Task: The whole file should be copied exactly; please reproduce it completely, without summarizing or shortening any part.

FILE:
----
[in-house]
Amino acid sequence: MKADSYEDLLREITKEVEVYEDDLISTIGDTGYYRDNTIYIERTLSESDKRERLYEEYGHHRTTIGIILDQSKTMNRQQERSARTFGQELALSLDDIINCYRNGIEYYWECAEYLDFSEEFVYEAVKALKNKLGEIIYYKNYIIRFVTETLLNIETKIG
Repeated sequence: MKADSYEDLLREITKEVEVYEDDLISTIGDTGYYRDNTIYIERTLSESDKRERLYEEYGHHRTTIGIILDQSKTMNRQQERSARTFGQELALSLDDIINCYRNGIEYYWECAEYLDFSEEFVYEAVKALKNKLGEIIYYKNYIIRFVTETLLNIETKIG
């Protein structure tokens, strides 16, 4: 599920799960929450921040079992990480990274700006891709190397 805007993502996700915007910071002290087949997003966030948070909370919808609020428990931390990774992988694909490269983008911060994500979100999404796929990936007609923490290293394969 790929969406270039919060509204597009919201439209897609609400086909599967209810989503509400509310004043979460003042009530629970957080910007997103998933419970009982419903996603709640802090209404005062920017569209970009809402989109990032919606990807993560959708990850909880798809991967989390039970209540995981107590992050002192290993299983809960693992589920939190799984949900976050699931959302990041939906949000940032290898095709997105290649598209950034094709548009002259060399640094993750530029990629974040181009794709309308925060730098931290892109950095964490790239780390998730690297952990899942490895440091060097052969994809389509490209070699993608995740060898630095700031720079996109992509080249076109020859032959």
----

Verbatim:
[in-house]
Amino acid sequence: MKADSYEDLLREITKEVEVYEDDLISTIGDTGYYRDNTIYIERTLSESDKRERLYEEYGHHRTTIGIILDQSKTMNRQQERSARTFGQELALSLDDIINCYRNGIEYYWECAEYLDFSEEFVYEAVKALKNKLGEIIYYKNYIIRFVTETLLNIETKIG
Repeated sequence: MKADSYEDLLREITKEVEVYEDDLISTIGDTGYYRDNTIYIERTLSESDKRERLYEEYGHHRTTIGIILDQSKTMNRQQERSARTFGQELALSLDDIINCYRNGIEYYWECAEYLDFSEEFVYEAVKALKNKLGEIIYYKNYIIRFVTETLLNIETKIG
């Protein structure tokens, strides 16, 4: 599920799960929450921040079992990480990274700006891709190397 805007993502996700915007910071002290087949997003966030948070909370919808609020428990931390990774992988694909490269983008911060994500979100999404796929990936007609923490290293394969 790929969406270039919060509204597009919201439209897609609400086909599967209810989503509400509310004043979460003042009530629970957080910007997103998933419970009982419903996603709640802090209404005062920017569209970009809402989109990032919606990807993560959708990850909880798809991967989390039970209540995981107590992050002192290993299983809960693992589920939190799984949900976050699931959302990041939906949000940032290898095709997105290649598209950034094709548009002259060399640094993750530029990629974040181009794709309308925060730098931290892109950095964490790239780390998730690297952990899942490895440091060097052969994809389509490209070699993608995740060898630095700031720079996109992509080249076109020859032959």